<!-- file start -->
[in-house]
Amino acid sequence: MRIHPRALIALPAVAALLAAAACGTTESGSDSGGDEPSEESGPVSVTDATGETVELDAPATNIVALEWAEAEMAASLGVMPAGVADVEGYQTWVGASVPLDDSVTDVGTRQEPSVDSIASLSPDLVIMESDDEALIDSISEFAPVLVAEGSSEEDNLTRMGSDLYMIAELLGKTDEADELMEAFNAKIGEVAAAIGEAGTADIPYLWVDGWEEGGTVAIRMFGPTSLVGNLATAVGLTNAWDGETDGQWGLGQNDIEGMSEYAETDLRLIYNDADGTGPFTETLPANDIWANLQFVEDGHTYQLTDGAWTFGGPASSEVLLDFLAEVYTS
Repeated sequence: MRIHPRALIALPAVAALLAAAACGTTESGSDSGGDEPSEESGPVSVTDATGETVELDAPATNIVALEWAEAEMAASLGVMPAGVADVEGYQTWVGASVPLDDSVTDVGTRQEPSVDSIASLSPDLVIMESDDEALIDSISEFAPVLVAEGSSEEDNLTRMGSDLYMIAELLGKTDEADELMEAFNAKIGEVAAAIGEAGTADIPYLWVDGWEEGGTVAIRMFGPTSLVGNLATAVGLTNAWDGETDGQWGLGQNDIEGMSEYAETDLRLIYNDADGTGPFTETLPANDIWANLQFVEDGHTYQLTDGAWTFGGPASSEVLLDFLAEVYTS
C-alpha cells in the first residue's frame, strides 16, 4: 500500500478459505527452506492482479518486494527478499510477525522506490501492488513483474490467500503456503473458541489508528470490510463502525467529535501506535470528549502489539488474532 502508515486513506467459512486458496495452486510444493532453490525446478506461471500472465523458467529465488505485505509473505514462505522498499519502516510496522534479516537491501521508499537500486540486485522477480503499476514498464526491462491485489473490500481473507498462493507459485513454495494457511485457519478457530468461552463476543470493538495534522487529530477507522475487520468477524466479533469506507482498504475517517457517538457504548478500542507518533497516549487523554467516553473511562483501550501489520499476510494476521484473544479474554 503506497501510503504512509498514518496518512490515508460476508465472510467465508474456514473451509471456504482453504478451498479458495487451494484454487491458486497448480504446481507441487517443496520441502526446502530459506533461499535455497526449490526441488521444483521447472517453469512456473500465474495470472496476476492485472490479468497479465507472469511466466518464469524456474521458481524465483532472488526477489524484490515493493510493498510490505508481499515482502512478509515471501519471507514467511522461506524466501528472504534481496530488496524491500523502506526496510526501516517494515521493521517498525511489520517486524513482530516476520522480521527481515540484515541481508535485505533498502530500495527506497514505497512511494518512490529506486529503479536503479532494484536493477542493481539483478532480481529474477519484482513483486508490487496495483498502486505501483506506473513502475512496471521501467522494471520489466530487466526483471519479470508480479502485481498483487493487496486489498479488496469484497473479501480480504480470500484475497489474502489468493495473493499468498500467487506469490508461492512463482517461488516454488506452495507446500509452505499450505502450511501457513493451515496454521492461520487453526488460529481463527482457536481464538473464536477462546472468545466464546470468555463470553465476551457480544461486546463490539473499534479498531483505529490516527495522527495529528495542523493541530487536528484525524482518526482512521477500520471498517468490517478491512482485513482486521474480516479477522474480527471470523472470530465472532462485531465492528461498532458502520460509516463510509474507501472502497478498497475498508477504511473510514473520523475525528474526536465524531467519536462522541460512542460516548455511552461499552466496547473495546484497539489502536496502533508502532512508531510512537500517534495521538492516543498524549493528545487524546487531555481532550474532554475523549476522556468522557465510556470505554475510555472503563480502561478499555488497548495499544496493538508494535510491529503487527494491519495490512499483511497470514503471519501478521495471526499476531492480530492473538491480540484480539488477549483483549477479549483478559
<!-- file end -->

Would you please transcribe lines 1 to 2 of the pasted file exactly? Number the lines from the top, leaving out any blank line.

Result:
[in-house]
Amino acid sequence: MRIHPRALIALPAVAALLAAAACGTTESGSDSGGDEPSEESGPVSVTDATGETVELDAPATNIVALEWAEAEMAASLGVMPAGVADVEGYQTWVGASVPLDDSVTDVGTRQEPSVDSIASLSPDLVIMESDDEALIDSISEFAPVLVAEGSSEEDNLTRMGSDLYMIAELLGKTDEADELMEAFNAKIGEVAAAIGEAGTADIPYLWVDGWEEGGTVAIRMFGPTSLVGNLATAVGLTNAWDGETDGQWGLGQNDIEGMSEYAETDLRLIYNDADGTGPFTETLPANDIWANLQFVEDGHTYQLTDGAWTFGGPASSEVLLDFLAEVYTS